Introduced by Kapilesh Ramesh, Richard Man, Rijul Mediratta, Siddhant Issar, and Xianpeng Wang
Earthquakes are some of the most devastating natural disasters known to mankind today. They are caused by the faults on earth’s continuously moving tectonic plates. The earthquakes result in a release of stored energy in the form of waves which, depending on the intensity of the earthquake, can cause violent vibrations and loss of human lives. SkyAlert is using a sensor network called REDSSA (SkyAlert Seismic Detection Network) located at various locations in Mexico to detect these waves and send early earthquake warnings to users up to 120 seconds in advance so that people can evacuate and the loss of human lives can be minimized.
Our team worked with two types of data provided to us by SkyAlert. The first was individual earthquake data for 5 earthquakes that occurred in 2017 and 2018. These had 29 features and the number of rows ranging from 95 – 530. The other data set we worked on was a complete sensor log of SkyAlert from 2013 till early 2018 with 126,000 rows. The features in these data sets were of various types – date/time, numerical and categorical. Our team used all the softwares at our disposal to work with the data sets – RStudio, Python, and Excel.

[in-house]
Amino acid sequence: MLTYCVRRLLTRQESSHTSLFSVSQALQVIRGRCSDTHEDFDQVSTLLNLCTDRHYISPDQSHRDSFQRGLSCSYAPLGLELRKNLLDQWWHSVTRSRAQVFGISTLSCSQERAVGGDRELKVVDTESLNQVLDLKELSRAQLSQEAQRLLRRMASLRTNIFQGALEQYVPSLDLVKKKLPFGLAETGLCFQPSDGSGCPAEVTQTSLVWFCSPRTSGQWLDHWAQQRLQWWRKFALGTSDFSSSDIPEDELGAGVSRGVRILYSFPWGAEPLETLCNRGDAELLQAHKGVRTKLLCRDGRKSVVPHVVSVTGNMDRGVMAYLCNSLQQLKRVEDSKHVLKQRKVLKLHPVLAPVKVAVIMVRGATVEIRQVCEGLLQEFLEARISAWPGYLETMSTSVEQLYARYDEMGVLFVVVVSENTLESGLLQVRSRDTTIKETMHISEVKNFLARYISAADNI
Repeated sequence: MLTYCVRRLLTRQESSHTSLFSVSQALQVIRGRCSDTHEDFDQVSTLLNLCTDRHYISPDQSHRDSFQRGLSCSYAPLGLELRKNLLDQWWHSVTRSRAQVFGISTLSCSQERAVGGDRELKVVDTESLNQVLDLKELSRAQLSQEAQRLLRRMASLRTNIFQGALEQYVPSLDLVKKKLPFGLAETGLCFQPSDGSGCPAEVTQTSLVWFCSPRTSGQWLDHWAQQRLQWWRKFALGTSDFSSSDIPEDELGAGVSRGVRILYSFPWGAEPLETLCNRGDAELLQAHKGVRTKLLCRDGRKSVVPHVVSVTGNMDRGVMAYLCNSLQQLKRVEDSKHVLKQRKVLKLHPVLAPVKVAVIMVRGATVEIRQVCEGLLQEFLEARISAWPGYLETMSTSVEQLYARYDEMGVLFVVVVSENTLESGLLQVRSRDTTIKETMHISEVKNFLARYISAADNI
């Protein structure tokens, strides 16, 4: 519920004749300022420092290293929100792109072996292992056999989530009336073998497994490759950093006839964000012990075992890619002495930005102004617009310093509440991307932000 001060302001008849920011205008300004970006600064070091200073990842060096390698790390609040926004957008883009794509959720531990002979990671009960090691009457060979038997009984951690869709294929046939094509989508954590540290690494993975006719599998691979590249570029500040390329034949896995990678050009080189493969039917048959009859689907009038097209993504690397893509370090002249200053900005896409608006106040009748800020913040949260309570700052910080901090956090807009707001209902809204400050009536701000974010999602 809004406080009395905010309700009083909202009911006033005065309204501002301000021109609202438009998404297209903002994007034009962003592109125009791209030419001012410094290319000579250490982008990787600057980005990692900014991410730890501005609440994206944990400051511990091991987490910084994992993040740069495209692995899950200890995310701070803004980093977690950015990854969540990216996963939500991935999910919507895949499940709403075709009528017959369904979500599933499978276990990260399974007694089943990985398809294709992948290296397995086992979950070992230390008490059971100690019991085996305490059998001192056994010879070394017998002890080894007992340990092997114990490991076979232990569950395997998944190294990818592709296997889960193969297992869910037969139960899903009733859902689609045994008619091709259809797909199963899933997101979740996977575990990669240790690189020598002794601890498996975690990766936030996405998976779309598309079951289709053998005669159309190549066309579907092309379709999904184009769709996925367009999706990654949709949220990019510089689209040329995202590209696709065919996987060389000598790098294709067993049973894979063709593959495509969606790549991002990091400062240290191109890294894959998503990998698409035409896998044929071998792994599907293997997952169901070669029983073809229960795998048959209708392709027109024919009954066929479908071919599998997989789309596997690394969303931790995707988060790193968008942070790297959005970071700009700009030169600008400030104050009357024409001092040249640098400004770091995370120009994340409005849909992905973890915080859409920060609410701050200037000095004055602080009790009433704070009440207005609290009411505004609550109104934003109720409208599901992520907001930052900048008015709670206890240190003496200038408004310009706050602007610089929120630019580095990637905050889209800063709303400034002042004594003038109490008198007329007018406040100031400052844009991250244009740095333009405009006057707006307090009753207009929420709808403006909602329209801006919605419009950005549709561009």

Our team conducted three main types of exploratory data analysis pertaining to visualization and understanding the data. The data set used here was an 8.2 magnitude earthquake that happened in September 2017 in Mexico.
The data set consisted of a feature which had the time stamp of how various sensors in the network were activated in response to the earthquake. These were used in combination with folium and geopandas python libraries to animate the sequence of sensor activation. This video provides crucial insights on where the earthquake waves are coming from, thus giving valuable information on where the epicenter might be located.
In a nutshell, our team developed an easy to use data analytics tool for SkyAlert that will help them to analyze their system and spot anomalies in an effective and efficient manner. Furthermore, we helped understand the team at SkyAlert the sequence of sensor and server date/times and the significant features contributing to sensor activation.